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Bears are not cats or dogs, and feeding them as they are probably shortens their lives.

A new study in Scientific reports on the diets of giant pandas and sloth bears adds more evidence that bears are omnivorous like humans and need far less protein than they are typically fed in zoos.

“Bears are not carnivores in the strictest sense of the word like a cat that consumes a protein-rich diet,” said lead author Charles Robbins, a professor of wildlife biology at Washington State University. “In zoos forever, whether it’s polar bears, brown bears or sloth bears, the recommendation is to feed them as if they were high-protein carnivores. When you do that, you kill them slowly.”

In separate experiments, researchers presented captive giant pandas and sloth bears at various US zoos with unlimited food of different species to see their preferences and then recorded the nutritional profiles of their choices.

In collaboration with researchers from Texas A&M University and the Memphis Zoo, feeding trials were conducted with a pair of giant pandas to measure their selection of bamboo. They found that giant pandas preferred the carbohydrate-rich bamboo crop found in tree stems to the more protein-rich leaves. At times, they consume almost all of the cultivated plant – for example, 98% of the time in the month of March. The researchers also analyzed data from five Chinese zoos that had successfully bred giant pandas and again found a high-carbohydrate, low-protein diet.

In a series of feeding trials, six sloth bears at zoos in Cleveland, Little Rock, and San Diego were presented with unlimited amounts of avocados, baked yams, whey, and apples. They chose the high-fat avocado almost exclusively, eating roughly 88% avocado to 12% yams and skipping all apples. This indicates that sloth bears prefer a high-fat, low-carbohydrate diet that may have a similar composition to their wild diet of termites and ants, as well as their eggs and larvae.

It’s also very different from the high-carbohydrate diet they’re usually fed in captivity. Sloth bears, which are native to India, typically live only about 17 years in U.S. zoos, nearly 20 years short of the maximum lifespan attainable in their care. The most common cause of their death is liver cancer.

The researchers noticed a similar pattern in previous studies of polar bears, which showed that captive polar bears, normally fed a high-protein diet, would mimic the high-fat diet of wild polar bears if given the chance. Polar bears in zoos usually die about 10 years earlier than they should, most often from kidney and liver disease. These two diseases can develop from long-term inflammation of these organs, potentially caused by many years of a poorly balanced diet.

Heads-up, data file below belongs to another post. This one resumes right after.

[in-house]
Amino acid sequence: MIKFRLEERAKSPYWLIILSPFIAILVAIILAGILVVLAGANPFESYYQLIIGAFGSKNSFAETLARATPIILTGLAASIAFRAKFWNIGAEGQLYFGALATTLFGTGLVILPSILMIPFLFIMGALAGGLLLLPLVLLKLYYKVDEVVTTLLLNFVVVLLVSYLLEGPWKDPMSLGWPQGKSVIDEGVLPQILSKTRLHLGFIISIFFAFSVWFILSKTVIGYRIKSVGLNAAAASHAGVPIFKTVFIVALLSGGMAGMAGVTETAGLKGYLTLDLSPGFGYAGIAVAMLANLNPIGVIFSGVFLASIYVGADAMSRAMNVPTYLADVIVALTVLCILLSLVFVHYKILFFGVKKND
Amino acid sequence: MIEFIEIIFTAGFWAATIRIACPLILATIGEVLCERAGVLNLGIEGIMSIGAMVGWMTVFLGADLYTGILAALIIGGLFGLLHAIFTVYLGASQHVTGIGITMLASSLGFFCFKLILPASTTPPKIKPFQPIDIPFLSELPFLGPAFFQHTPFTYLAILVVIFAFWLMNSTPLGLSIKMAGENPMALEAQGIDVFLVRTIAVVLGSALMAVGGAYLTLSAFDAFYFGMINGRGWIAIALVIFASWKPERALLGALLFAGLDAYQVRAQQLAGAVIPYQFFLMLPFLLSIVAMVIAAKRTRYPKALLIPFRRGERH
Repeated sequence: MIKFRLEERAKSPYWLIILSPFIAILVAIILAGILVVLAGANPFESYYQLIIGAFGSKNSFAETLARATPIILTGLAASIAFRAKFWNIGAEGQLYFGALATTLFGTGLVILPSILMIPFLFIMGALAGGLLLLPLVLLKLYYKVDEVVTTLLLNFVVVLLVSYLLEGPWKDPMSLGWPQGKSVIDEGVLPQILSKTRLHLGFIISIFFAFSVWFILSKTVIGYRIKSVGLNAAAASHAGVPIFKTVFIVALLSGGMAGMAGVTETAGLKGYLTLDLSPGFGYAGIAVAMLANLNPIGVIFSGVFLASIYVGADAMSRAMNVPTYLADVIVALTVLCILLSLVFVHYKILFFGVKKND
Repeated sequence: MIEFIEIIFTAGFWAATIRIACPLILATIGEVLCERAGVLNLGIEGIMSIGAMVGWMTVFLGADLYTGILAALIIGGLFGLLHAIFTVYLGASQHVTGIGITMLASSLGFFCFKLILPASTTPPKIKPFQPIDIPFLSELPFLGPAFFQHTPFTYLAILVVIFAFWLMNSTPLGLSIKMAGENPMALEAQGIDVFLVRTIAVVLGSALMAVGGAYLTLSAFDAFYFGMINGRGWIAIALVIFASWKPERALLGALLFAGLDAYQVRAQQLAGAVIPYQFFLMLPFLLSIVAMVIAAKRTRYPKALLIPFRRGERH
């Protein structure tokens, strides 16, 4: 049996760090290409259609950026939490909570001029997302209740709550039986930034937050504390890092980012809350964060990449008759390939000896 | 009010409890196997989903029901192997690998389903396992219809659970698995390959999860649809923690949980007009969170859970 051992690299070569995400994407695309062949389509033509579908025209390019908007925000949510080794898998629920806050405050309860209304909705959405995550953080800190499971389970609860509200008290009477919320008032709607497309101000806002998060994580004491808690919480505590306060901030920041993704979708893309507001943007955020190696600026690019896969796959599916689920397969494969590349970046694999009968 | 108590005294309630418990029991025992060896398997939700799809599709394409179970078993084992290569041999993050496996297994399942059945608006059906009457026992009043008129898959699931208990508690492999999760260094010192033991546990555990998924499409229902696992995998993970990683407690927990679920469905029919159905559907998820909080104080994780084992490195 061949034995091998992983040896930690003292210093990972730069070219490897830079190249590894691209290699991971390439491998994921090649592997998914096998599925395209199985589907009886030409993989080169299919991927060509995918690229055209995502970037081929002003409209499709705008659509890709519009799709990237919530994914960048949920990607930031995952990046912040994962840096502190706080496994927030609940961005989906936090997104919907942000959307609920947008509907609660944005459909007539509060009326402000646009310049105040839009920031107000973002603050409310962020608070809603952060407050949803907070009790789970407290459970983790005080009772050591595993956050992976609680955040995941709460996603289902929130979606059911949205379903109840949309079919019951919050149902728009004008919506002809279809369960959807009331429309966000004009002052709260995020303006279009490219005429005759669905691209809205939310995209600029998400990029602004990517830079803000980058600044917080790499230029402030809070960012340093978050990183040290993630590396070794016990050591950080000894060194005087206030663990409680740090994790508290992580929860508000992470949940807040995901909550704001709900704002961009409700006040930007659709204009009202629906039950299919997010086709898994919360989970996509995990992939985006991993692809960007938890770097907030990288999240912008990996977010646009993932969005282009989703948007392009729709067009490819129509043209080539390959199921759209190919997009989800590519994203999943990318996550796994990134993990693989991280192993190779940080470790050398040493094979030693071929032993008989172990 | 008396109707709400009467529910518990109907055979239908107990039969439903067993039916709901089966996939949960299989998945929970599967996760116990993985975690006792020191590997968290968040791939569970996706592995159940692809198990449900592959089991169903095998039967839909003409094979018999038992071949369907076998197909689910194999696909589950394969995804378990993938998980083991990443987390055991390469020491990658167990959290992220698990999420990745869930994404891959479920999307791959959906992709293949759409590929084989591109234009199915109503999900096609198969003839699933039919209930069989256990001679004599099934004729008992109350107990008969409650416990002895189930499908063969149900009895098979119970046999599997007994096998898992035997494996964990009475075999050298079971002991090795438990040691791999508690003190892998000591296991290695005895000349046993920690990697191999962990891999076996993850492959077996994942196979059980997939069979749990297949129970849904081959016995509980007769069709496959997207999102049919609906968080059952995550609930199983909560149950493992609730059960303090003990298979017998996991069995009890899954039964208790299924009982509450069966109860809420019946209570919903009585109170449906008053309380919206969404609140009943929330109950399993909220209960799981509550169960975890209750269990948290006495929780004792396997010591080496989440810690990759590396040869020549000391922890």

The current study, along with previous ones, also shows that when captive bears are given dietary options, they will choose foods that mimic the diet of wild bears.

“There’s certainly this long-standing idea that people with PhDs know a lot more than a sloth bear or a brown bear,” Robbins said. “These bears all started to evolve about 50 million years ago, and in terms of that aspect of their diet, they know more about it than we do. We are one of the first who are ready to ask the bears: What are you doing do you want to eat? What makes you feel good?”

Robbins, the founder of the WSU Bear Center, the only research institution in the U.S. with a captive population of grizzlies, has studied bear nutrition for decades. He and his students first began investigating their unbalanced diets during a study in Alaska, watching grizzlies eat salmon. At the time, researchers theorized that the notoriously voracious bears would eat salmon, sleep, wake up, and eat more salmon.

Instead, they saw the bears eat salmon, but then wander off and spend hours finding and eating small berries. Seeing this, Robbins’ lab began studying the diet of grizzly bears housed at the Bear Center and found that they gained the most weight when fed a combination of protein, fat and carbohydrates in a combination of salmon and berries.

All eight species of bear, or Ursidae, had a predatory ancestor, but have since evolved to eat a wide range of foods, allowing them to spread over more areas without competing directly with native predators.

“It just opens up so many more nutritional resources than just being a pure, high-protein carnivore,” Robbins said.

A high-protein diet can harm polar bears

More info:
Charles T. Robbins et al., Bears Evolved Early and Continuously as Low-Protein Macronutrient Omnivores, Scientific reports (2022). DOI: 10.1038/s41598-022-19742-z

Provided by Washington State University

Quote: Growing Evidence That Bears Are Not Carnivores (2022, October 3) Retrieved October 3, 2022, from

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